Six times this season the Red Sox lost a game started by seemingly infallible ace Pedro Martinez. Six times they have simply returned to work, unaffected, and secured a victory in the next game.

...  Martinez, for his part, was in attendance yesterday, hamming it up in the Sox dugout and declining to speak with reporters. It's his prerogative. Meanwhile, as general manager Dan Duquette indicated that he has not been apprised of any injury to the pitcher, pitching coach Joe Kerrigan acknowledged that Martinez had a brief visit with team doctor Arthur Pappas.

Sox Hang On As Week Ends In Mystery
David Heuschkel, Hartford Courant

Playing without their top slugger and with no clue as to what is wrong with their best pitcher, the players were oblivious to the mystery suddenly surrounding them. So the week that began with the manager embroiled in controversy ended in a shroud of secrecy and a 5-4 victory over the Phillies at Fenway Park. And what a week it was.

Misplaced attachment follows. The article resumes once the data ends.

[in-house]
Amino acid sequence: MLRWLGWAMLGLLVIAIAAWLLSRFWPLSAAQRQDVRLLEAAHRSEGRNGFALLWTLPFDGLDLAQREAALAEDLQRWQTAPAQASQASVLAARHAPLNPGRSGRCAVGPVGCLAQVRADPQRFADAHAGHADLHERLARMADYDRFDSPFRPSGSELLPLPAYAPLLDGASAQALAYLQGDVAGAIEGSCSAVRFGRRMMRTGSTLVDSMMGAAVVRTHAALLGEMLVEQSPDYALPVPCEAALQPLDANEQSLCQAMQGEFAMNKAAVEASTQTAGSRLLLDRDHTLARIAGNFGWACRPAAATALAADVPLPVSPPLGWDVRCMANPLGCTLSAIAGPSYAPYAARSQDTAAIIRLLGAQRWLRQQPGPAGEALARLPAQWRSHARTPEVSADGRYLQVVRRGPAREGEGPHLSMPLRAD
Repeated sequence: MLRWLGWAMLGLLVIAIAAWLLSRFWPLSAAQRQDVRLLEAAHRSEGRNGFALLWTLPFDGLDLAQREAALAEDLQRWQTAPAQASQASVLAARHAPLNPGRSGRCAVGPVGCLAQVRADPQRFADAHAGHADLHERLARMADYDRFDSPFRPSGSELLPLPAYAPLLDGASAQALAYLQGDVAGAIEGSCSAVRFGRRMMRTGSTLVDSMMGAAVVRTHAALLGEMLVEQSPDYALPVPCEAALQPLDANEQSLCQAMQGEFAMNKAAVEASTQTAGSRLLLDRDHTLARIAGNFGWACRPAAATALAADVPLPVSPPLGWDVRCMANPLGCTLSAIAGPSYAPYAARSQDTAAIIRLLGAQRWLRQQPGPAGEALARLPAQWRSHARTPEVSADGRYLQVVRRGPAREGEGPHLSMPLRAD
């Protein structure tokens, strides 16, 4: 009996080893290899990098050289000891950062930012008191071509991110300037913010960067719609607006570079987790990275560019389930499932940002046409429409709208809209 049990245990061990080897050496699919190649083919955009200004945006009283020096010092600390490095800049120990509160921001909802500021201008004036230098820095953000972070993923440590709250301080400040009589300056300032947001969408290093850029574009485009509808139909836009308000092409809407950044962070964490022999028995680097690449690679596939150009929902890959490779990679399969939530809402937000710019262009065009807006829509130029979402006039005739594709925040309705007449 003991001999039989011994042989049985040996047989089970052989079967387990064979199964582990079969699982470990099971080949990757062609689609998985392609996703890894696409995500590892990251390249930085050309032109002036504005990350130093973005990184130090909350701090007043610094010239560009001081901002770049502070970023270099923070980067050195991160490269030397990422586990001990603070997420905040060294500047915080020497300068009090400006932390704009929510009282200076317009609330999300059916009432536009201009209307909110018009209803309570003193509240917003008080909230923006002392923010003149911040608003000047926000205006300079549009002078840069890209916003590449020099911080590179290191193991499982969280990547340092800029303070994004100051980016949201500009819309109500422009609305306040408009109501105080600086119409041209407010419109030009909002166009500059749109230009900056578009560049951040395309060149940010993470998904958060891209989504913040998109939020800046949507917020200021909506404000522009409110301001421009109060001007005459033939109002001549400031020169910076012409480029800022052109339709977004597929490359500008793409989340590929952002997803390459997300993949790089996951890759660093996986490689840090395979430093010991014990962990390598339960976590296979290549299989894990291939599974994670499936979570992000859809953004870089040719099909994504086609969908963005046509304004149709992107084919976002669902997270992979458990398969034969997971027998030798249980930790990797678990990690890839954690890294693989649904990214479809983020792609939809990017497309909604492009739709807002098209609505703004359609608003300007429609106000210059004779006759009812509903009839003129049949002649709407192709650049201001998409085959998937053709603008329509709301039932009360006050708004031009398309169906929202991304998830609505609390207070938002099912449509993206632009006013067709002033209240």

Pedro's Problem Not Clear
David Heuschkel, Hartford Courant

As he walked around the clubhouse Sunday morning, the perpetual smile was missing from Pedro Martinez's face. "I'm not talking," he said.

Sox will know more about Pedro on Tuesday
Mike Petraglia, redsox.com

Red Sox manager Jimy Williams said the team will know more about the status of Pedro Martinez on Tuesday, when the ace is scheduled to throw a side session at Fenway Park. "He's got an extra day's rest and we'll see how he feels."

Long-toss session Tuesday big for Martinez
espn.com

The Boston Red Sox should have a better idea Tuesday if Pedro Martinez will miss a start. ... He lacked the usual speed on his fastball and is scheduled for his customary long-toss session before Tuesday's home game against Florida. That should help the team decide whether he will start Friday night in Atlanta.

Quite a compliment